Over the next 5 years we plan to work with a growing and diverse membership of new and existing voices from across different sectors, including employment, housing, education, transport and the environment. Through powerful and joined-up campaigning we want to shape a new public conversation about how health and wellbeing are created, and influence national policy change to prioritise health.

Our approach will be built around five key features:

1. Bold communications

We need to create a significant shift in public understanding of the factors that shape health, to move the narrative away from simply individual behaviour change and treating illness. To do this we will need to work with allies both within and beyond the health sector. We will run public campaigns and equip our allies with communications resources to help make the case for change.

2. A broad membership

Taking action on the wider determinants of health is a complex challenge, which cannot be achieved by one sector or organisation alone. Building on our existing membership, we will bring together a diverse membership from across the public, private and third sectors. This will help us reach new audiences, build pressure for change and develop a rich understanding of the issues and possible solutions.

3. A concrete policy agenda

The breadth of the wider determinants of health can be overwhelming and hold back incremental changes that could have a significant collective impact. Alongside broader campaigning to drive an increase in healthy life expectancy, we will work with our members to call for established policy change and develop new solutions on specific determinants of health.

4. Local experience

Our work to develop the Collaboration has uncovered an opportunity to influence national policy. However, our research and engagement highlighted a common disconnect between central policymaking and local realities. We will work to redress this balance by bringing the insights of local networks into our policy advocacy and development. This will help create more informed, persuasive and effective national policy calls.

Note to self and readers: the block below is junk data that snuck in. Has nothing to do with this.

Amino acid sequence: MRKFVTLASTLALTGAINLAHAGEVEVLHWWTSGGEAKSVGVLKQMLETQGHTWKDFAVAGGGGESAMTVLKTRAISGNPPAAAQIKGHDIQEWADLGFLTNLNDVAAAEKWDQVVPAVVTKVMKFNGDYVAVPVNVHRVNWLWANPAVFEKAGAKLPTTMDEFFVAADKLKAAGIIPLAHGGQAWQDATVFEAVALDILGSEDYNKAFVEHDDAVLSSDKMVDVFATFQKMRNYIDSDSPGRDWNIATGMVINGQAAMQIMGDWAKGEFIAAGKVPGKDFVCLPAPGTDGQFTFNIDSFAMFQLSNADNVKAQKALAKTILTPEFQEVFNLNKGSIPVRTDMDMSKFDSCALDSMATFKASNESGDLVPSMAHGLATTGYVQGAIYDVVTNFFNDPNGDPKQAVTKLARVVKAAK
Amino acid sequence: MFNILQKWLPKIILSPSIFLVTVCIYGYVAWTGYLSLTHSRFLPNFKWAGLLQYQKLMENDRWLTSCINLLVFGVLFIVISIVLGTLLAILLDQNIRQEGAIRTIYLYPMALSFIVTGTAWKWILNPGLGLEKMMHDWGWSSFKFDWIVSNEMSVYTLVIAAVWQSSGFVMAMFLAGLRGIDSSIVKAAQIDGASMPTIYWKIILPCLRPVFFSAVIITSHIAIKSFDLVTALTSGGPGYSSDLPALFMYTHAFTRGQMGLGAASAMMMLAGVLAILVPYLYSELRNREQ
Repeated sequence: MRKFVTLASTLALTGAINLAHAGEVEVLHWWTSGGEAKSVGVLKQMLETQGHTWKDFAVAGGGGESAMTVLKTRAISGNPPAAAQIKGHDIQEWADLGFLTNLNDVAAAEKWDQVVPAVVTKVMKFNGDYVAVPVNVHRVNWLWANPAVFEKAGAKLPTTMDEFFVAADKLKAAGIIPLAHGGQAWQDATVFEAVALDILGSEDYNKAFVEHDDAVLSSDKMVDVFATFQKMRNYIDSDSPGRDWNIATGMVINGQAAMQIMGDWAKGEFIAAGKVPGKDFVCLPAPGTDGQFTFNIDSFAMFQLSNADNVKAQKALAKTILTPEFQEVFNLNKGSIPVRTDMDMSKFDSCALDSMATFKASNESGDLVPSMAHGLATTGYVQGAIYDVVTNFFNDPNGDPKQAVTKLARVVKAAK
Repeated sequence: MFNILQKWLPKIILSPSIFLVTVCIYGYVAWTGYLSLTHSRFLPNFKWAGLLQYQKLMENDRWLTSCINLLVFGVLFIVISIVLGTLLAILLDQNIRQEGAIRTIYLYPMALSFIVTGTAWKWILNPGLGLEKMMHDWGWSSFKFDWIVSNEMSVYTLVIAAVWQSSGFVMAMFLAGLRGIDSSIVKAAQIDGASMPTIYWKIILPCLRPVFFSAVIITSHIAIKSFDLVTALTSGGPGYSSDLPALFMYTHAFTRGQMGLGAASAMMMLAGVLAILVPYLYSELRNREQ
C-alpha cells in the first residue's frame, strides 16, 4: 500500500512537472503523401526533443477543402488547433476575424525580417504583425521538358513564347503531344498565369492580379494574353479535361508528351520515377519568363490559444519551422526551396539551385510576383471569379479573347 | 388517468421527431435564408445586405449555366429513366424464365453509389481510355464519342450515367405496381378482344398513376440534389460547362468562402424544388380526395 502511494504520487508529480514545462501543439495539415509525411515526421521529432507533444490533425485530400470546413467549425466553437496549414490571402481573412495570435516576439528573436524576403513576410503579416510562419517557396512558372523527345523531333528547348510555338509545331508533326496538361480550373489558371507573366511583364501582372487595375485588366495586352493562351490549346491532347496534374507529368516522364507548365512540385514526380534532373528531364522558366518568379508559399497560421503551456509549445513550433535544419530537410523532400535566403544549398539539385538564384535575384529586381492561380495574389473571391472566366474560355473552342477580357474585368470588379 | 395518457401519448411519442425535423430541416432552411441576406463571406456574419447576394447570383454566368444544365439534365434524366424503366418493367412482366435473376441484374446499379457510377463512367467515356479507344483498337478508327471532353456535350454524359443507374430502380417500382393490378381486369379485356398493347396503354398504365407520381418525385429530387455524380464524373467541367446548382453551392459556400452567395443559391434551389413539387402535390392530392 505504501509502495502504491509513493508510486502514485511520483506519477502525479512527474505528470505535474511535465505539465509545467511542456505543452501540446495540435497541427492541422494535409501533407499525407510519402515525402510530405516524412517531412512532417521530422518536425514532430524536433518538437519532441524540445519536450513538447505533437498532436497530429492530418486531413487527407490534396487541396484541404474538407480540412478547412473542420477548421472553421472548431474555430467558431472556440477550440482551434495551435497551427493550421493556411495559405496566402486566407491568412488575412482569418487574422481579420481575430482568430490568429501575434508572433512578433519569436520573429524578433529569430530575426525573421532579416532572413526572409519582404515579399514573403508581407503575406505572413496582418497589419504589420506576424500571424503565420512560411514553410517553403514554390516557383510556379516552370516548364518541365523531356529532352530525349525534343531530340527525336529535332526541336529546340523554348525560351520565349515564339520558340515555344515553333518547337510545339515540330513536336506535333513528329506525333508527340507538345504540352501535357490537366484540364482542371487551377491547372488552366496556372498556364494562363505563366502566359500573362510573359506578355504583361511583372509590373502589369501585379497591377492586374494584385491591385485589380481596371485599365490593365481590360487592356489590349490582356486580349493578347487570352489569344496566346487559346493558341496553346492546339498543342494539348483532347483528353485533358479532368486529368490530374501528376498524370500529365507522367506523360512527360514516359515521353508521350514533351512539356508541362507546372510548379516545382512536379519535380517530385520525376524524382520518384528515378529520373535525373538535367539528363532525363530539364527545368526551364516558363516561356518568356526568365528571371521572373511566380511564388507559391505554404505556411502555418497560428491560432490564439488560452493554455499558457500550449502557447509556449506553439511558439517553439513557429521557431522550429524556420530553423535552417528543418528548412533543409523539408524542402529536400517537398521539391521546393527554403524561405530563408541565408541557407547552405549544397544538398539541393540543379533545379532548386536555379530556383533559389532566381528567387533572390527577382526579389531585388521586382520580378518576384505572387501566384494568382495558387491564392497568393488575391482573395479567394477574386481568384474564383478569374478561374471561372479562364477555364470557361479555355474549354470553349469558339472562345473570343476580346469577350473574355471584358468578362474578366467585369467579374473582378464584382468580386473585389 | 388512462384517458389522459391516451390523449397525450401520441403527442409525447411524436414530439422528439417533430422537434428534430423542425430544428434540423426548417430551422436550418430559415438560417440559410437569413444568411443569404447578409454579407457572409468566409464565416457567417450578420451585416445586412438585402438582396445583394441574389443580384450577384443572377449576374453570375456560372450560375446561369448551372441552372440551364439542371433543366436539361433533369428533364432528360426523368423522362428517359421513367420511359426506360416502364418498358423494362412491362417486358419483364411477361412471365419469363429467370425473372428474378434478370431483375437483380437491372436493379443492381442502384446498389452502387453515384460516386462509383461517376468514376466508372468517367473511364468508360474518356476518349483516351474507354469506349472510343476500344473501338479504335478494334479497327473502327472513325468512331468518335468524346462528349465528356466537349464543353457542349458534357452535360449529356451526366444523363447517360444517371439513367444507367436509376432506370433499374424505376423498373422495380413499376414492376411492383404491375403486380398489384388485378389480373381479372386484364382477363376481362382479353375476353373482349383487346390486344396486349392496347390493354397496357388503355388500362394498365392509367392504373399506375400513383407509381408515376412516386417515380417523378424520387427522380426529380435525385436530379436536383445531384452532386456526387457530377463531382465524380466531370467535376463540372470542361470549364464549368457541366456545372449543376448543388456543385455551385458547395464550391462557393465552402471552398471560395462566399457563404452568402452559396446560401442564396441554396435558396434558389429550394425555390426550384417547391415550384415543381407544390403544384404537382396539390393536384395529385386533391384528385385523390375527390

5. A long-term remit

We want to build support for tackling the root causes of poor health and wellbeing rather than short-term fixes that address the symptoms. By taking a 5-year view, we plan to shift the fundamental foundations of the debate, and seize opportunities to make short-term progress on specific determinants of health along the way.

What’s next and how can I get involved?

We’re excited about getting started on these plans and we’ll be building our core team over the coming months. We will also be sharing the research that has informed the development of this initiative. Most importantly, this will be a collective endeavour and we would love to hear from you if you are interested in our work or would like to get involved. Sign up for updates here.

Cathy Irving (@CathyIrvingTHF) is Director of Communications at the Health Foundation.

Further reading

Partnership

The Collaboration for Wellbeing and Health

Partnership

Find out more about our work to take collective action to address the wider determinants of health.